"Rules of Engagement" makes one long for the subtle nuances of "A Few Good Men."
This military courtroom drama is full of questions, but woefully short of answers. It stars Samuel L. Jackson as a Marine colonel who orders his troops to open fire on civilians attacking the U.S. embassy in Yemen, and Tommy Lee Jones as the longtime friend who defends him at the resulting court-martial.
"Rules of Engagement" offers a Marine-centric view of the world, where everyone out of uniform is a spineless self-aggrandizer who just doesn't understand. And it's brimming with one-dimensional cartoon characters who can each be summed up in one word or less.
On the plus side, it's rousingly loud -- the embassy attack features the most cacophonous sound since the Normandy invasion in "Saving Private Ryan." And it features two of Hollywood's most charismatic stars in its lead roles. They may not be doing their best work, but even average work by these guys can carry a film.
"Rules of Engagement" opens in Vietnam, where Hodges (Jones) and his men are ambushed by the enemy and nearly obliterated. Hodges survives only because of the quick action of his friend, Childers (Jackson), who violates basic rules of warfare to get the North Vietnamese commander to call off the attack.
Back in the present, Hodges is set to retire, but Childers is still very much on active duty. Put in charge of the embassy rescue mission, he evacuates the ambassador (Ben Kingsley, playing the most spineless bureaucrat ever to draw a breath), then quickly returns to the building's roof. Already, three Marines are dead, shot either by snipers or by gun-wielding members of the crowd. Childers orders his Marines to open fire, and the resulting carnage leaves 83 people dead, and a bunch of Washington politicos looking for a scapegoat.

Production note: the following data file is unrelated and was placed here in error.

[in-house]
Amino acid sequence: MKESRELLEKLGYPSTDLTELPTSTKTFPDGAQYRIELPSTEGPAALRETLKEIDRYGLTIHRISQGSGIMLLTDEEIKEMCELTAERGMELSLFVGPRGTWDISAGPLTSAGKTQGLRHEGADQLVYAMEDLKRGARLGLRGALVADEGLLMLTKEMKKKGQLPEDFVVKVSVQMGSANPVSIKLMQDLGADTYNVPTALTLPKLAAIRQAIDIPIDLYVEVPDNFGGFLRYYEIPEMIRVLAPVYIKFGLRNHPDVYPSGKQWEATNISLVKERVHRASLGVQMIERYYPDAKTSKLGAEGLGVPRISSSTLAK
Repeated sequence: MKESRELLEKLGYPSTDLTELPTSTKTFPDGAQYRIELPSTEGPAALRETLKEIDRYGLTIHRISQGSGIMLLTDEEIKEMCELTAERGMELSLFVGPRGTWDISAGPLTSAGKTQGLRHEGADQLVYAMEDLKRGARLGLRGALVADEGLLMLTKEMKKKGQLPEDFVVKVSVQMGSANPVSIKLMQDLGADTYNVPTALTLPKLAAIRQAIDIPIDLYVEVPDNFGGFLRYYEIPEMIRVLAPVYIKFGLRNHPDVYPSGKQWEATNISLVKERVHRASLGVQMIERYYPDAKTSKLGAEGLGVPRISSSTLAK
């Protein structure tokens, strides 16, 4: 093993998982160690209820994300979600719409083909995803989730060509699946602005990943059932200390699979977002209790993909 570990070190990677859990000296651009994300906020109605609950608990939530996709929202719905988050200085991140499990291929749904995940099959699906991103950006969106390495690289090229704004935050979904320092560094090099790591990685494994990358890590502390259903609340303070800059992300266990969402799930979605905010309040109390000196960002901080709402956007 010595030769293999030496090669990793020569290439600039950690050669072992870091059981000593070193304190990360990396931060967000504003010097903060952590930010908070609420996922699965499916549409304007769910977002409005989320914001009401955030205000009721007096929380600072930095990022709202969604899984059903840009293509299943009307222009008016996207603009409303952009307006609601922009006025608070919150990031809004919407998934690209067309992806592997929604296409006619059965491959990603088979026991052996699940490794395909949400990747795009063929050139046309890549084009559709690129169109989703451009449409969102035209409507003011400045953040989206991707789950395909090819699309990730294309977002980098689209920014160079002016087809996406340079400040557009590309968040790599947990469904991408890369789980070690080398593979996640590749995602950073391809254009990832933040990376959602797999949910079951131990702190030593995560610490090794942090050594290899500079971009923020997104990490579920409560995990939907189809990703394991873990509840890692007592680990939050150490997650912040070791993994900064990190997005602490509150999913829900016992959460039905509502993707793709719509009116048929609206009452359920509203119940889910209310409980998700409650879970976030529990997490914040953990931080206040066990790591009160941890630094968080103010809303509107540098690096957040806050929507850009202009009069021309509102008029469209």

That scapegoat would be Childers and, boy, are the cards stacked against him. A hotshot Marine lawyer (Guy Pierce) is put in charge of the prosecution, the ambassador is warned he must either lie about what happened or torpedo his own career, and a videotape that could prove Childers acted properly is burned by an oily national security adviser (Bruce Greenwood).
Perhaps worst of all, Childers insists on having his friend Hodges act as his attorney, even though Hodges himself admits he's not much of a lawyer.
At the center of the film are the military's rules of engagement, a set of laws dictating the conditions under which deadly force can be used against an enemy. Screenwriters Stephen Gaghan and James Webb (secretary of the Navy under Ronald Reagan) obviously believe such rules are meaningless in actual combat situations, where split-second decisions can make the difference between killing or being killed. That point the film makes clear.
What "Rules of Engagement" doesn't do is make anything dramatic out of that point. The audience is quickly made aware that Childers did abide by the rules. And the politicos are such hypocrites -- not to mention cheats, perjurers and cowards -- that they become comic figures. A few shades of gray would have helped immensely.
And Hodges, by all accounts a mediocre lawyer, suddenly turns pretty darn good.
Granted, Friedkin, whose previous films have included such winners as "The French Connection" and "The Exorcist," along with the gritty and unjustly neglected "To Live and Die in L.A.," stages action sequences with the best of them. The attack on the embassy, filmed in Morocco, is both terrifying and emotionally draining; you feel the horror these young Marines have to cope with.
Too bad the film goes stateside for better than half its length; as courtroom drama, "Rules of Engagement" simply ignores too many rules of drama to be engaging.
'Rules of Engagement'
Starring Samuel L. Jackson and Tommy Lee Jones
Directed by William Friedkin
Released by Paramount
Rated R (scenes of war violence and language)
Running time: 123 minutes
Sun score: **